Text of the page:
Mixing objects of different scales has been a favorite advertising technique for ages. I’m not quite sure where Jonathan Swift got the idea – used to great effect in his famous social satire “Gulliver’s Travels” in 1726 –but it wouldn’t surprise me at all if he first saw it on a billboard somewhere.
As I’ve written about previously, my work with miniatures and food was influenced by television commercials I saw growing up; the Pillsbury Doughboy, Jolly Green Giant, Ty-D Bol man in that little boat inside the toilet, and the Ralston Purina miniature chuckwagon that would get chased by the family dog. Mixing objects of various scales was a popular theme in TV and movies of the 70’s and 80’s. And it continues to be a reliable (and extremely effective) technique for attracting attention in advertising today with ad agencies around the world.
It’s fortunate that I work in this wheelhouse. Without exception, commercial commissions for advertising agencies have been the most demanding but also stimulating parts of my work, not to mention the most lucrative. Though they also can be one of the most frustrating as well. Agencies will often contact me to let me know that they will be pitching concepts – based on my work – to their clients. However, as I’m only one of a range of ideas, when the client chooses something else on a capricious whim I generally don’t back from the agency. So I’m always careful to not get too excited about the project too soon. Very occasionally they’ll thank me for my time in helping to put together whatever pitch materials or quote they’ve requested. More often they evaporate like sugar in hot tea. It is important to not take it personally. Though I always do appreciate the professionalism of those account executives or producers that may be the courtesy of closing the loop.
Sometimes I’m thanked and tell they “went in another direction” only to see the campaign come out several months later and it is pretty much along the lines of what we discussed. Ad agencies may have decided that my quote was too high and went off and hired someone cheaper. Or they might have had an existing relationship with a creative studio or photographer who for practical reasons it would be easier to work with. Maybe they went with someone who was available sooner than I was or who was in their own time zone. A lot of the reasons have nothing to do with me.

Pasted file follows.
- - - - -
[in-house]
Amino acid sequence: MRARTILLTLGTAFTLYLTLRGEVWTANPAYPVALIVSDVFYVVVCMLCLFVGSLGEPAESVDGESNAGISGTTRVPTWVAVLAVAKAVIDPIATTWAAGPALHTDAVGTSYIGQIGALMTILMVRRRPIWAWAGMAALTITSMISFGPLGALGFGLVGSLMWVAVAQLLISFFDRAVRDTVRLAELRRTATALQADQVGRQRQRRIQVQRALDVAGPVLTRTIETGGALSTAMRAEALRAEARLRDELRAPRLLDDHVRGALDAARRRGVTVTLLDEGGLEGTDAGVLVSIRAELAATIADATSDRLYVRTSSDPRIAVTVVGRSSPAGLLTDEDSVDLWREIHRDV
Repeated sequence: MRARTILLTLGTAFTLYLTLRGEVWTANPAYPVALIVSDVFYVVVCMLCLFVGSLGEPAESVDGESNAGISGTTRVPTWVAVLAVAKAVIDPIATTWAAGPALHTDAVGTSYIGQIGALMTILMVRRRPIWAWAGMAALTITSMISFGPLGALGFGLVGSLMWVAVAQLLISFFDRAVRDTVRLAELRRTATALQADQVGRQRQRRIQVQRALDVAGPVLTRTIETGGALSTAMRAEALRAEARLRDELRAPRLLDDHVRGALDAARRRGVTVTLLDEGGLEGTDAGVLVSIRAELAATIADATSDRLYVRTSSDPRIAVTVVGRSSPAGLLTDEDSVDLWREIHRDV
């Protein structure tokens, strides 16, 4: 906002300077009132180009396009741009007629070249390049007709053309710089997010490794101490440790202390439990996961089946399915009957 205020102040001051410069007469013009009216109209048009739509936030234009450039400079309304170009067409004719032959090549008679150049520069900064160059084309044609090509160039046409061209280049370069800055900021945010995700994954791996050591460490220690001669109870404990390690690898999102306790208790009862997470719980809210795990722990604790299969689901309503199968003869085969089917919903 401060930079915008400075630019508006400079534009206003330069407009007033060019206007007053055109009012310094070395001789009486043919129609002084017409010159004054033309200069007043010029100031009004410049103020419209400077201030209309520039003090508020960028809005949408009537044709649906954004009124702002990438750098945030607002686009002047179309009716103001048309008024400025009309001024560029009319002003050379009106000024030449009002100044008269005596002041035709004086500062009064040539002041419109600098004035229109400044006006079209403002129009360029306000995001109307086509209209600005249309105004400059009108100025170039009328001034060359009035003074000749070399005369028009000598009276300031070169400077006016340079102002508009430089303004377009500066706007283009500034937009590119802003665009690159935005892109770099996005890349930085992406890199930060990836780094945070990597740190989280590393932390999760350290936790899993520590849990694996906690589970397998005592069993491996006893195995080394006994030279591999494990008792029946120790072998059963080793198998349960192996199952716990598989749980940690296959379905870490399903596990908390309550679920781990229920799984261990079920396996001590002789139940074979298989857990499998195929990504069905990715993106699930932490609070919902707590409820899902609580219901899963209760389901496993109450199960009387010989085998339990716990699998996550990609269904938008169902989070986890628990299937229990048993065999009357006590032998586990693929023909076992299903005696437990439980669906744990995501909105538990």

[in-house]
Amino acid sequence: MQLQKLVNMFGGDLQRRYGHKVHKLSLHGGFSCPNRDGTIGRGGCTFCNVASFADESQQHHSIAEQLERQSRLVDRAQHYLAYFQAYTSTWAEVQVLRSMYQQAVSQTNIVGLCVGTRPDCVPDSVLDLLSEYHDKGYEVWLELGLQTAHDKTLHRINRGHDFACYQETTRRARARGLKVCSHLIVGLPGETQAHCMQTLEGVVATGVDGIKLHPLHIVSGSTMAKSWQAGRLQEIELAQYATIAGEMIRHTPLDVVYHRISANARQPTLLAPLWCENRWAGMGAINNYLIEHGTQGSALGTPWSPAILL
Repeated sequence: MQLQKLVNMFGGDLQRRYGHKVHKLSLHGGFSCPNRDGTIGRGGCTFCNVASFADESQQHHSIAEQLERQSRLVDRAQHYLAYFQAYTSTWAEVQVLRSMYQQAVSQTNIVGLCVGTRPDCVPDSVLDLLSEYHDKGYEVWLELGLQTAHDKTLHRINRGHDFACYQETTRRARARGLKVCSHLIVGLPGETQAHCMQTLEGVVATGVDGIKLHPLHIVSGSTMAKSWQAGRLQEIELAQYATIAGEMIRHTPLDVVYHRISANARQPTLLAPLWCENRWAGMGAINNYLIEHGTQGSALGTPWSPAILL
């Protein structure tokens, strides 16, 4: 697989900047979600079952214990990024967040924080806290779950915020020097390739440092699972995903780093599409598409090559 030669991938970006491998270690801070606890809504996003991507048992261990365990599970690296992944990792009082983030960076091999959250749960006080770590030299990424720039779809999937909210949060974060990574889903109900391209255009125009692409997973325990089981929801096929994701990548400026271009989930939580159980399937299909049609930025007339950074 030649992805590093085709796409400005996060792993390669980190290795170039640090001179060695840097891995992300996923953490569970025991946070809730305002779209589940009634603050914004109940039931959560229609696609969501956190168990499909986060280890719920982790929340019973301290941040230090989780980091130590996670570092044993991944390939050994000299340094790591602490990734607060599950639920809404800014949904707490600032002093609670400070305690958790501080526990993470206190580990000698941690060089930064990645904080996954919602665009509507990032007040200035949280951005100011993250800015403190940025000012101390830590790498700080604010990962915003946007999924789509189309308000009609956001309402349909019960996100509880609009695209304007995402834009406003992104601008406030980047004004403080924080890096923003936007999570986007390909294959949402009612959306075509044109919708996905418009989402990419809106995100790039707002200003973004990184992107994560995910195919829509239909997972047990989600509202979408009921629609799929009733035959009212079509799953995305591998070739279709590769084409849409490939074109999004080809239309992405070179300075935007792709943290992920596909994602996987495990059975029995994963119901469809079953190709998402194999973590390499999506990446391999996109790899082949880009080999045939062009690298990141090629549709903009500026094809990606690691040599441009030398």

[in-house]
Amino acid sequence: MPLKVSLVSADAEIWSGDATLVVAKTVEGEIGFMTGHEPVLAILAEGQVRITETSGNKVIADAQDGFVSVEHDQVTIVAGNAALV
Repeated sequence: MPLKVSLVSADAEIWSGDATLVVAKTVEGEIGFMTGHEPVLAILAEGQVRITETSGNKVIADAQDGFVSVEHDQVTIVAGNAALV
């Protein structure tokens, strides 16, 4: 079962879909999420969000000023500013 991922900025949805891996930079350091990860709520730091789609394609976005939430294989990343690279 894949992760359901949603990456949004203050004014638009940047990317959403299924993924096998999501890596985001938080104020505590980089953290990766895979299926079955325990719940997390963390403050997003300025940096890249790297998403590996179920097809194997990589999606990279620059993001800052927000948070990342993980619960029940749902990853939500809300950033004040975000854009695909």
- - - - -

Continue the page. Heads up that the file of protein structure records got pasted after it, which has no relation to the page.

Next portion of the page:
I can recall at least one creative agency that seemed ready to hire me to do product packaging for a winery. They wanted tiny little people on a refreshed identity, which included product packaging and labels for twelve skus of wine. They accepted my quote but then pivoted to a holding pattern due to some unexplained delay and then went dark. Cut to two months later when they came back to me with hat in hand to say that they hired a photographer to shoot it for cheaper (than my already very reasonable quote) only to panic when the work that photographer returned was an embarrassing mess. They said they could not present it to their clients and wondered if I would re-quote and then scramble to pick up the pieces. I told them to go pound sand.
It should be no surprise to any creative doing commercial work of any kind that there is always someone out there who is willing to undercut your rate and produce something cheaper. This has happened to me enough to know that it is never fun.
But before I come off as too cynical here, there absolutely are some heroes out there too. I’m thinking of the very accomplished and well-respected graphic designer in NYC who once told a company that she would walk from the project when she got wind of their plan to ice me and to hire a much cheaper photographer overseas who was ready to knock off my work. I ended up doing the work. And the designer has won my respect and loyalty.
There also are creative directors, producers and agencies who seek out and value quality and who come to me as they regard me as something of a pioneer in my genre and who understand the real value I bring to collaborating with them on their projects. For all of the negative interactions I’ve had with less than scrupulous agencies and undercutting competitors, the superlative experiences I’ve had working with some of the best agencies in the industry have more than made up for the unseemly experiences I’ve had. I’m really proud of the work that has come out of some of those collaborations. I consider it a privilege to have work with and learned from those brilliant creatives.